In sports, the saying is “You can’t teach speed.” But in global sourcing, “speed to market” can be learned and realized with the right sourcing strategy.
The need for faster cycle times and quick turn production capabilities has increased in recent years as consumer purchasing habits have evolved with the desire for immediacy and as e-commerce brands and strategies have become more important and promising options for at-once fulfillment.
Sourcing closer to market has in many cases become the answer and the reason for heightened interest in Western Hemisphere production, particularly the U.S., Central America, Mexico and the Caribbean.
“When I think about speed to market and this Hemisphere, I think about two things–there is speed to market that’s about replenishment…and there’s also speed to market that’s about fashion,” said Tony Anzovino, vice president of production for Haggar speaking at a seminar on “Sourcing from the Americas” at Sourcing at Magic in Las Vegas.
The value of U.S. apparel imports from the Western Hemisphere were basically flat for the year to date through June at $6.69 billion, and the volume of goods coming in fell 2.8% to 2.14 billion square meter equivalents (SMEs). The value of overall apparel shipments to the U.S. declined 1.9% for the period to $37.25 billion, with volume increasing 1.7% to 12.8 SMEs.
Anzovino, who is also vice president of the Americas Apparel Producers Network, said many people know about the Western Hemisphere’s proximity advantages, but don’t always realize that it also has a “world-class supply chain.”
He said companies shouldn’t just try to take products and switch production from Asia to the Western Hemisphere, they should become knowledgeable about what products are best suited to be made in the region, such as high-quality knitwear and denim.
[Read more on Central America’s proximity advantage: Central America Looks to Surpass Asia for Affordable Quick Response]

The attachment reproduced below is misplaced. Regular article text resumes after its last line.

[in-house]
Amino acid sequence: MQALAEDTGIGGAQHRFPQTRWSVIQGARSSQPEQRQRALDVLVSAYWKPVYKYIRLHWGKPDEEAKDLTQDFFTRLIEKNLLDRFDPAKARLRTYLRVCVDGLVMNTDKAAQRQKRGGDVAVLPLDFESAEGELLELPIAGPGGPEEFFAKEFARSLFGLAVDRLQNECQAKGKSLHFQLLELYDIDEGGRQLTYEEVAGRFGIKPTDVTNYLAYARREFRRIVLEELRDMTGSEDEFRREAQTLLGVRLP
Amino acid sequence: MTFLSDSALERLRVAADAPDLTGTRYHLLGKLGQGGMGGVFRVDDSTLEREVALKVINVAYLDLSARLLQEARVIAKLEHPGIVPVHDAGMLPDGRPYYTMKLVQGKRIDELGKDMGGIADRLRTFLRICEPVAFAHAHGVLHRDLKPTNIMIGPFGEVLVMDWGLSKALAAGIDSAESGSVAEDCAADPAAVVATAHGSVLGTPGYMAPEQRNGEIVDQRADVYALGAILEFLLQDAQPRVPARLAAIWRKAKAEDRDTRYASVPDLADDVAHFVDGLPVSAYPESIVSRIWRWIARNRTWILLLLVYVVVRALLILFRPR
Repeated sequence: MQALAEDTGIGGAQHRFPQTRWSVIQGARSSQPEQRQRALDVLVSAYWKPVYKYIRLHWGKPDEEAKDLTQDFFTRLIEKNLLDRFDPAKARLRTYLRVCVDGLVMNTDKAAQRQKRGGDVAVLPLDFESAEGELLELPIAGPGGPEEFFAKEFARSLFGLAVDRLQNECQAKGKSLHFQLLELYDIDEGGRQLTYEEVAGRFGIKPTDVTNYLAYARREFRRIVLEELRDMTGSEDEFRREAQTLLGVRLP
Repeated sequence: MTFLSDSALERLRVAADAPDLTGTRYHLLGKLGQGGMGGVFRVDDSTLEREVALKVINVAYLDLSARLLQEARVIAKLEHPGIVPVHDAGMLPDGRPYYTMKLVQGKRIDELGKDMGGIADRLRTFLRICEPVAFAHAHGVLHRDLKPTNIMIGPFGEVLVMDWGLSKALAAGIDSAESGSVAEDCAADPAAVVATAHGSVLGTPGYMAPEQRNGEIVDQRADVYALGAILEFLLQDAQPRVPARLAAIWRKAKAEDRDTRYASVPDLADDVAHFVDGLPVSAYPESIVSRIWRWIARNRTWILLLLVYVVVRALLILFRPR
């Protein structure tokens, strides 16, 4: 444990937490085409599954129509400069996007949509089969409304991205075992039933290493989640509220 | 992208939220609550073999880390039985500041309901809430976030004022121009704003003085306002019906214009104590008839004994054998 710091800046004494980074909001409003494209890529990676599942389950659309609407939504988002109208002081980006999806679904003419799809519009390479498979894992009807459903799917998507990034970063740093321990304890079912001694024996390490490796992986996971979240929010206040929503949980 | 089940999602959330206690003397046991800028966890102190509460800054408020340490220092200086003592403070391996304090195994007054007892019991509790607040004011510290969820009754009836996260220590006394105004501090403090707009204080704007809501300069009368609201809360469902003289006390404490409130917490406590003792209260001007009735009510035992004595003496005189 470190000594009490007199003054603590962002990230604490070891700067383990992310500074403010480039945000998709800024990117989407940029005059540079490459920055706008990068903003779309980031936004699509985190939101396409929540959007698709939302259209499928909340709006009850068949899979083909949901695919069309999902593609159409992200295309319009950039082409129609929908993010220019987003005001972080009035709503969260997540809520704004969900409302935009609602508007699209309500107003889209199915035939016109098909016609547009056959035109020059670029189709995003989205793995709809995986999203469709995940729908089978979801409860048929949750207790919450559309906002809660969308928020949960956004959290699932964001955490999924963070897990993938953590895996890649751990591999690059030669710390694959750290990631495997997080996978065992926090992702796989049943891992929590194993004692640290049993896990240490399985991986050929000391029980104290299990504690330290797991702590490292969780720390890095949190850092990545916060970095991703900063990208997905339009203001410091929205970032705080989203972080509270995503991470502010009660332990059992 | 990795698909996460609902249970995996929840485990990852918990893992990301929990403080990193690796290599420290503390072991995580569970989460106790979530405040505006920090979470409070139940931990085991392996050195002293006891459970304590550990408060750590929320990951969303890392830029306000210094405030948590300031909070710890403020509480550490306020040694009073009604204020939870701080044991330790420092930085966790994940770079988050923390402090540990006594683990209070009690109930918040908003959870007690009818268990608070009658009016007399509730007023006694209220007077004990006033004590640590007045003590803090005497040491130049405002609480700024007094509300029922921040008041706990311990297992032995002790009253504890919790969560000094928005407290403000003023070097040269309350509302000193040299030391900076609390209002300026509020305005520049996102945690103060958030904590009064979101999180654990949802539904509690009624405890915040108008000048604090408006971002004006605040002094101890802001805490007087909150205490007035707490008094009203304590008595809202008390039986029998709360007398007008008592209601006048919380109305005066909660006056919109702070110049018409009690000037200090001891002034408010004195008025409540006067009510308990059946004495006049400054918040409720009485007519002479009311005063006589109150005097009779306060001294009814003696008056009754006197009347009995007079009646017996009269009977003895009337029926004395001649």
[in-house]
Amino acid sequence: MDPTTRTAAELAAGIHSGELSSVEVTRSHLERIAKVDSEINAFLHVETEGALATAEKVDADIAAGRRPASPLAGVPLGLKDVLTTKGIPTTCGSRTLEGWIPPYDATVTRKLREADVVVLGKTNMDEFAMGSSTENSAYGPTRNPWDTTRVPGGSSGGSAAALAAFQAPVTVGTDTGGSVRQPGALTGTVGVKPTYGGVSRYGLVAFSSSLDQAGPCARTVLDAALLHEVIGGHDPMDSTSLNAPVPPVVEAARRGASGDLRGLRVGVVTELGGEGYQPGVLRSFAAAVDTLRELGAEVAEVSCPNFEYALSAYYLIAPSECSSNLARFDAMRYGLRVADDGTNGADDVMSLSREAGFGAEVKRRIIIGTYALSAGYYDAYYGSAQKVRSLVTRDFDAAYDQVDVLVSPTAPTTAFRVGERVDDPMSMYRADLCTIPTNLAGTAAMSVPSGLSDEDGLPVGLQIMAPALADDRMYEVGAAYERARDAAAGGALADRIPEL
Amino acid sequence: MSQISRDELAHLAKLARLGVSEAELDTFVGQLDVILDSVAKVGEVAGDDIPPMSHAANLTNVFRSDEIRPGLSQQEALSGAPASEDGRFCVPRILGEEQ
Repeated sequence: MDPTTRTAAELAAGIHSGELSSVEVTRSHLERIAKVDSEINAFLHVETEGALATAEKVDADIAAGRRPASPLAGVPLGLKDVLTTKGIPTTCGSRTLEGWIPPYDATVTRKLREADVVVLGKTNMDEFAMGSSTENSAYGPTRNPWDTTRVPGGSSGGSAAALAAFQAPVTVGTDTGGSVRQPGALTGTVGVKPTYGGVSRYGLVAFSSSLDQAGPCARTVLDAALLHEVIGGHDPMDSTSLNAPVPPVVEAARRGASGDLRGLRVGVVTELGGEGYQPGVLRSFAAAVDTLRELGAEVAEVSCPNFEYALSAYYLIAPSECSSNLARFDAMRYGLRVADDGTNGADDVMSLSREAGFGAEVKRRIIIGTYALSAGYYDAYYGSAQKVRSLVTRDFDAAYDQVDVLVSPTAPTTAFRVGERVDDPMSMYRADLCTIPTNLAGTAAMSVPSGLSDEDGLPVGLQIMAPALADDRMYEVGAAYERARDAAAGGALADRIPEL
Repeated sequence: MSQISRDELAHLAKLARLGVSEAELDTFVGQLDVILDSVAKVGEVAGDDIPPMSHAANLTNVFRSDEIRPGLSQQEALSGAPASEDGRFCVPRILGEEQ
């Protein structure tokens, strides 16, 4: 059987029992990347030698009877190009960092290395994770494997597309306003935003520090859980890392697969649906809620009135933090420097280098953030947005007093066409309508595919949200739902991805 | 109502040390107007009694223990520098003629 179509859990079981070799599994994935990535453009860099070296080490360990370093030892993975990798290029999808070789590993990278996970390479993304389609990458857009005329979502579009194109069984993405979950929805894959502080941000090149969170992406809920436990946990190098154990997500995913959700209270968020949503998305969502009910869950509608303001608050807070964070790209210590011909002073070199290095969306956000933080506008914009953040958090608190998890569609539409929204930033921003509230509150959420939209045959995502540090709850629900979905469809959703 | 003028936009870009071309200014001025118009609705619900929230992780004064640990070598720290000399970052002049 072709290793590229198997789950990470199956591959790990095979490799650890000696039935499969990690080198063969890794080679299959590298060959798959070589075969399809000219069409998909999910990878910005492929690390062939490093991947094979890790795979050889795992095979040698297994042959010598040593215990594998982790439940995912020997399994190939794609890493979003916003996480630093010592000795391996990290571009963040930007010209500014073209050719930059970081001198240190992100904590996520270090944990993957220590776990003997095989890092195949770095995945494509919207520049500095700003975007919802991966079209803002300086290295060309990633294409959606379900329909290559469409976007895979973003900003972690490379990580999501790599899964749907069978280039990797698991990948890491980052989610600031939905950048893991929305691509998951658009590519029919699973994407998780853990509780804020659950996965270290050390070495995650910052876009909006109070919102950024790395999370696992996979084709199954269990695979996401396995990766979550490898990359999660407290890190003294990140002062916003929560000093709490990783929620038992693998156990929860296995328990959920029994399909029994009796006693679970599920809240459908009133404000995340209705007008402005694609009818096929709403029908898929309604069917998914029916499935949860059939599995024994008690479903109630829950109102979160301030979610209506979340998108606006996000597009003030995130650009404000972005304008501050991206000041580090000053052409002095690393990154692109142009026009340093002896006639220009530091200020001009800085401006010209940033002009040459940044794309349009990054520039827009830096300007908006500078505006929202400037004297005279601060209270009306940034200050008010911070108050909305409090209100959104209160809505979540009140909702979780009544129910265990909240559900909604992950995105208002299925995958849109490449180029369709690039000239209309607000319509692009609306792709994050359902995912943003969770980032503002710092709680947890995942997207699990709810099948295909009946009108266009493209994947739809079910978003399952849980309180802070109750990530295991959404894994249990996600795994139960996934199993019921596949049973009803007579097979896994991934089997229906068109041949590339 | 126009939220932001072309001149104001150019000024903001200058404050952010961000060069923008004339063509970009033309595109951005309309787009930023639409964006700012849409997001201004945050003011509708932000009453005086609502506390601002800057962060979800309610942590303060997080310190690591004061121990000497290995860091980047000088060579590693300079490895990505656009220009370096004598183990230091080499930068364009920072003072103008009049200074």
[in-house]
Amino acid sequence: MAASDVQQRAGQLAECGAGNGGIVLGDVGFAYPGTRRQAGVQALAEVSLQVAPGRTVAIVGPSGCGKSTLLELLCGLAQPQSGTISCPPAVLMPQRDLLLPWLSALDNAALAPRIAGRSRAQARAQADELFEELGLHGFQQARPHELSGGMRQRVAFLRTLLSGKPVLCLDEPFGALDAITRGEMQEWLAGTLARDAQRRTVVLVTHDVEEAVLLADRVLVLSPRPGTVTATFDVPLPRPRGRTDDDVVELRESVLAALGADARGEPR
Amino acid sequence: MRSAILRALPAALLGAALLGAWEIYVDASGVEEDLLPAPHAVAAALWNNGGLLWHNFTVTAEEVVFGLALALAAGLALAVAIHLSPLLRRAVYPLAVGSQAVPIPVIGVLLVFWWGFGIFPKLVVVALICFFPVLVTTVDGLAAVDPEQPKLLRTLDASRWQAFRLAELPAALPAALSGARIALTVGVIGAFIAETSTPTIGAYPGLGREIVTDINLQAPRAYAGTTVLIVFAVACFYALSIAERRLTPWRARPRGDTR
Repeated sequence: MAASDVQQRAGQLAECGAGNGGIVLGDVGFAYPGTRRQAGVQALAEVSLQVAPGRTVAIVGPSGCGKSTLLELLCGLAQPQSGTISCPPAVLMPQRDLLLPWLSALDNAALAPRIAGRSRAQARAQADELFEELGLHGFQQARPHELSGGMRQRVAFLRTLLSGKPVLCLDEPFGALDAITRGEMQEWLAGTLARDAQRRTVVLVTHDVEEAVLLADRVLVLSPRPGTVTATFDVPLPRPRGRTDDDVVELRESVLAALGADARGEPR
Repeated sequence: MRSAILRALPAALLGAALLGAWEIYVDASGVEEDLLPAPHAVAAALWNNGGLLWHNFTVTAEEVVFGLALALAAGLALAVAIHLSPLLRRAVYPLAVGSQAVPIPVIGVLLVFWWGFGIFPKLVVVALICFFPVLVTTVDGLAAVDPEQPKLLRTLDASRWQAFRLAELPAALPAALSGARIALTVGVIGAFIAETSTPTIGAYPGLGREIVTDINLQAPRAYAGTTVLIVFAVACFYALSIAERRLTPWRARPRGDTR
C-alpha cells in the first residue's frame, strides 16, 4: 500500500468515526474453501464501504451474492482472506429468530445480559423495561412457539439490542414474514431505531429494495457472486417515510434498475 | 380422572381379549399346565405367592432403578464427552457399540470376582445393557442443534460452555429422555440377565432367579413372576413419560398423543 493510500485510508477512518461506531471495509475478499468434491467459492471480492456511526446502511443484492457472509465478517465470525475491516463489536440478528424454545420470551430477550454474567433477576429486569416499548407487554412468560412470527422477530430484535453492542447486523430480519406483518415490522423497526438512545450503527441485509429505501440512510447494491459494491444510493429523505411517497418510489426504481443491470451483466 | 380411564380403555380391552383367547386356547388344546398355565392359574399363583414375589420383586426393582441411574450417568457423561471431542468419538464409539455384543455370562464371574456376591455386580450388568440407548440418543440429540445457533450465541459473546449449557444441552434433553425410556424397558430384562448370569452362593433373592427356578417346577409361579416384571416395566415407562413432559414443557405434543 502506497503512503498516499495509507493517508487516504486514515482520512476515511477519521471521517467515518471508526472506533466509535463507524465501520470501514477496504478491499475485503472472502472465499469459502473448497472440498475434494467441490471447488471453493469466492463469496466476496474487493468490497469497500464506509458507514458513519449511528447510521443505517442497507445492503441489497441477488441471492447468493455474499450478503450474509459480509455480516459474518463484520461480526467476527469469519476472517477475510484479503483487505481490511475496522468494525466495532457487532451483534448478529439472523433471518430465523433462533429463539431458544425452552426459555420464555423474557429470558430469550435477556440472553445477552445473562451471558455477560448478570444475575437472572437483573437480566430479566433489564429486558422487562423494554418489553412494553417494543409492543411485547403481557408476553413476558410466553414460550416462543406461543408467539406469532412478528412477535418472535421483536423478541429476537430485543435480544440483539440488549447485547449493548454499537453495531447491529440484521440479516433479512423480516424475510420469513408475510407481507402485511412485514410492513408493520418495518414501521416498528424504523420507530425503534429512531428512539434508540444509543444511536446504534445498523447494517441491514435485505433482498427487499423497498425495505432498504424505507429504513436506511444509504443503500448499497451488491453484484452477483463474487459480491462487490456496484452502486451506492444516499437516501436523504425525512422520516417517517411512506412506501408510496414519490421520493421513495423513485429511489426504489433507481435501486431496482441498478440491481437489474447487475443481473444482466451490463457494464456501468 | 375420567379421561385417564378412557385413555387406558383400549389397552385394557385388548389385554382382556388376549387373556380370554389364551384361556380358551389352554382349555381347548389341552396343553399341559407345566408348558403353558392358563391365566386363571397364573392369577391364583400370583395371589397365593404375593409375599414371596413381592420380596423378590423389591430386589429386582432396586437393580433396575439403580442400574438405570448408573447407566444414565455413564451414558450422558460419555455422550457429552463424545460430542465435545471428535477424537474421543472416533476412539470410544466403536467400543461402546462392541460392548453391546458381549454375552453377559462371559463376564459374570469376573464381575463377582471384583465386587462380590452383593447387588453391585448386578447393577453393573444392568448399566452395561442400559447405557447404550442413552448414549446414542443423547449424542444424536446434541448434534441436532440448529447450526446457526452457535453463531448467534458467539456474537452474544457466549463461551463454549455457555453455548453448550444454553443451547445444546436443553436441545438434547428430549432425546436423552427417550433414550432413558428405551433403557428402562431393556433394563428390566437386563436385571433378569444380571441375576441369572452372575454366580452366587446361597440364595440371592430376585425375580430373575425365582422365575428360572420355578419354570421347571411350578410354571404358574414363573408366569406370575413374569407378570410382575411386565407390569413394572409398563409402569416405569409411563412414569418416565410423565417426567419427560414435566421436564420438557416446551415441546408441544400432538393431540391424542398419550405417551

Ed Gribbin, president of Alvanon, said a big part of the consultancy work Alvanon does with clients is about speed to market. Noting that many of the companies they work with are planning 16 to 18 months ahead of time, with Spring 2019 being the next season they’re strategizing.
“The product development cycle is broken,” Gribbin said. “It’s one of the reasons you’re seeing so many retailers going bankrupt today and so many malls with vacancies and so many department stores struggling today. They can’t operate on a cycle that’s going to predict what you’re going to buy 18 months from now.”
Citing Zara’s model of constant replenishment, a fast-paced style cycle that includes quick decision making and localized production yielding flexibility in shipping methods, Gribbin said, “Not everyone wants to be Zara. They skip a lot of steps, it’s not the best quality, but American retail needs to transform itself if it’s going to be competitive. It’s about time from design to the consumers’ backs. That has to be reduced. Decisions have to be made much more quickly.”
Steve Hawkins, senior vice president for American textile and apparel at Grupo Karim’s, said manufacturing companies like his are always under a lot of stress because of the competitive environment, and the need to satisfy the brands that choose to work with them.
“Part of that and I think part of the huge advantage we have in this region is the proximity to the U.S. market,” Hawkins said. “We have seen turn times go from 90 days on spot orders to 36 days from Honduras to California.”
Mike Todaro, managing director of the AAPN, who moderated the panel, said, “Because of the investments that factories have made in innovation and technology, they can make it very quickly. What they’re missing from the brands and retailers is that split-second decision that allows them to jump into production and deliver.”
Hawkins said the quicker turn time includes approval of production on the front end to eight days transit on water and land.
Grupo Karim’s, headquartered in San Pedro Sula, Honduras, can ship goods by boat from Honduras to Port Everglades, Florida, to which Hawkins said, “They can’t do that from Spain or China, so that proximity advantage is huge. It even offers the fact that we need to be more specialized. I think we’ll see a transition to factories that specialize in certain things.”
“That obviously puts a lot of pressure on the factories because no longer can we plan six months out,” Hawkins said. “So, it takes a lot of collaboration from the brands and from the retailers to partner to achieve the turn time reductions.”
For example, giving the factory the go ahead to take a stock position on yarn–Grupo Karim’s specializes in premium knits–takes three weeks out of the turn time.
“Retailers and brands are learning that time is money and if they can afford to pay a little more and in the end not have as much markdown, they come out in a better situation than if they had gone to Asia and taken the traditional 120 days in the production cycle,” Hawkins added.